Writing a business plan can undoubtedly seem overwhelming. Many entrepreneurs do not have a business plan because they do not know where to begin or what to include. Creating a business plan is an essential step in helping your business launch, grow, thrive, and stay the course. A business plan addresses each of the key areas inside your company to look at each area independently and how it serves the business overall.
A solid business plan provides vision and strategy to establish a clear timeline and the necessary resources to achieve expected goals. A comprehensive business plan may also offer a clear way to track progress and growth. Imagine how different your business journey might be having new insight and predictive data regarding potential risks to your plan moving forward? But if you’ve never written a business plan, knowing where you should start and what you should include is tough, but we can assist!
Like most intimidating projects, starting a business plan is best done step by step. As the saying goes, how do you eat an elephant, one bite at a time. While plans vary as much as businesses do, here’s an overview of the seven key areas of a business plan we have found to be foundational and what each section should include. Launch and Balance Consulting LLC offers help here with a proprietary template and training video that we’ve prepared to help you get started.
Now that you’ve ready to create a business plan, let’s go over the 7 key areas of a business plan.
1) Executive Summary
The executive summary is the most important part of your business plan, it should contain the following information about your business:
- Mission Statement: Goals and objectives
- Key Personnel: Biography of founders with relevant experience leading to the business creation
- Growth Projections: Report the estimated potential of the business
- Products/ Services: Describes what it is your business will sell
- Financial Information: Describes financial situation of company and current investors
The executive summary is built from each of the following sections of your business plan so it should be completed last. After reading your executive summary people should know exactly what your business is about and what you hope to accomplish. Your summary should be clear enough that investors can tell if your plan is viable or not from the information gathered here.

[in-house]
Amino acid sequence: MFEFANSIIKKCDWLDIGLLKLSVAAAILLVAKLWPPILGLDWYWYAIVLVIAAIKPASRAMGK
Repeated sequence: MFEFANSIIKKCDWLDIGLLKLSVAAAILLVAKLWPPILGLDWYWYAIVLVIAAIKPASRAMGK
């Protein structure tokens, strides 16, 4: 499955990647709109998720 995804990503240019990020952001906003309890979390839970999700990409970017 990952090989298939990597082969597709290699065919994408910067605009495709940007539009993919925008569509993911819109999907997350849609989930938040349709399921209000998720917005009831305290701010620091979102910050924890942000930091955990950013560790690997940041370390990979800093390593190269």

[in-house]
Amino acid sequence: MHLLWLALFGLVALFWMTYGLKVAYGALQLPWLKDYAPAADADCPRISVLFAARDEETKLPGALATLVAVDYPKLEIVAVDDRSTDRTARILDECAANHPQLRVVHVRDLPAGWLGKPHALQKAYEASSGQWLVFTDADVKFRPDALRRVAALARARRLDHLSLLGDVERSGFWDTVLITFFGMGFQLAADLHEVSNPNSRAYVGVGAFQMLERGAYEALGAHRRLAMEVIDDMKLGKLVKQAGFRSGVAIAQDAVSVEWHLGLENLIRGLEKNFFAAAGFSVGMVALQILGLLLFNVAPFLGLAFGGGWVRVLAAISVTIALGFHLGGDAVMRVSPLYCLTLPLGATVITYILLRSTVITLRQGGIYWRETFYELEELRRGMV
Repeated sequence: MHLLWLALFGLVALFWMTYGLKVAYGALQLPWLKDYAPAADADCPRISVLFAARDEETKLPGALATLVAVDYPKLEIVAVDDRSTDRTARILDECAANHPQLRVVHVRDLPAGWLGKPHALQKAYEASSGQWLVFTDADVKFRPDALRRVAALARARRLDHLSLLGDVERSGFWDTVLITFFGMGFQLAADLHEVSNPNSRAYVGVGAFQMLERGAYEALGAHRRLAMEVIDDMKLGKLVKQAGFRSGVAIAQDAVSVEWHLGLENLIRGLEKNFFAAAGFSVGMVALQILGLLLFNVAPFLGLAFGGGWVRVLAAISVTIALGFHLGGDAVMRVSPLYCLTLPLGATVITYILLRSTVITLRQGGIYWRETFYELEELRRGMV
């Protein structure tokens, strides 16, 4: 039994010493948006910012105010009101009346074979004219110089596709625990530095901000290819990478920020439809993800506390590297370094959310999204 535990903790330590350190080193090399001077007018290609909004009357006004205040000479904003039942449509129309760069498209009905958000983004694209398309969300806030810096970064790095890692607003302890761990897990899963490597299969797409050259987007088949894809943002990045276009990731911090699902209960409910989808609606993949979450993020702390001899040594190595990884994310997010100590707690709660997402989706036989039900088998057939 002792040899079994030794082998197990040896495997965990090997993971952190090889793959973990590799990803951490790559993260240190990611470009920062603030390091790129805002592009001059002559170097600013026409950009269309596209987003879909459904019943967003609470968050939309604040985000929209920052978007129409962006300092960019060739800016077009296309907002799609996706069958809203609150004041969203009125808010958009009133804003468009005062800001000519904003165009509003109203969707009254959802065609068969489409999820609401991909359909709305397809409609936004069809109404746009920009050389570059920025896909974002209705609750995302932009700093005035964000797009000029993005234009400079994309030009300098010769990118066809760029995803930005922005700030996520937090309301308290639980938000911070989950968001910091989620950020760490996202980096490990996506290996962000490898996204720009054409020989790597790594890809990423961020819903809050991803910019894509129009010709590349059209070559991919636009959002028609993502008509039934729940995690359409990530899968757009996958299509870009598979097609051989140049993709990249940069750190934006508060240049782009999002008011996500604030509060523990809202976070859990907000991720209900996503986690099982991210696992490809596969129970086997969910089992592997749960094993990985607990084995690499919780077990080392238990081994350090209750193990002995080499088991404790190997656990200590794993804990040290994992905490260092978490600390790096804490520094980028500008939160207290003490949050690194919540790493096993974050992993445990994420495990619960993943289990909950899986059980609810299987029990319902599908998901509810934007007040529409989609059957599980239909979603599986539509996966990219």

2) Company Description
The company description is the how. How will your business offer its products/ services? How will you compete with the competition? How will your business add value to your area? Here is where you differentiate yourself with how exactly your business will be successful.
3) Market Analysis
The market analysis shows how the industry you are breaking into currently runs. Where does the demand come from in your industry? Who currently meets those demands? How large is the market? Who is your target market, and how will you stay competitive? These questions will be answered in the market analysis and help investors see how your business will thrive and survive in its industry.
4) Organization and Management
The organization and management portion of your business plan will focus on the structure of your business. This section helps explain how you will be managed internally. What roles will be needed and who will complete the task needed for your business success? Creating these outlines help guide you in knowing exactly who and what your business needs.
5) Products/ Services
The products and services section of your business plan will further explain what you are selling. Here you should include details about your suppliers, cost of products and services, and the net revenue you expect to make from your sales.
The marketing section of your business plan shows your plan for growth. How will you attract customers and grow in the future? Here you can detail how you will market to your target audience and encourage sales.
7) Financial Projections
Financial projections are the financial goals for your business. You must outline how the marketing and sales you discussed earlier in your plan turn into profit. You should also include historical financial data, income statements, balance sheets and cash flow statements for the past three to five years including funding. If you are a startup, projections 3-5 years out are ideal. Then conclude with a brief analysis of your financial data, featuring a ratio and trend analysis for all financial statements.
Be sure to check out our newest template and mini course to assist you with taking the first step of business planning. Although nothing can guarantee your business success, you can certainly improve your chances by having a well thought out strategic business plan to navigate forward, pivot, and perform with confidence!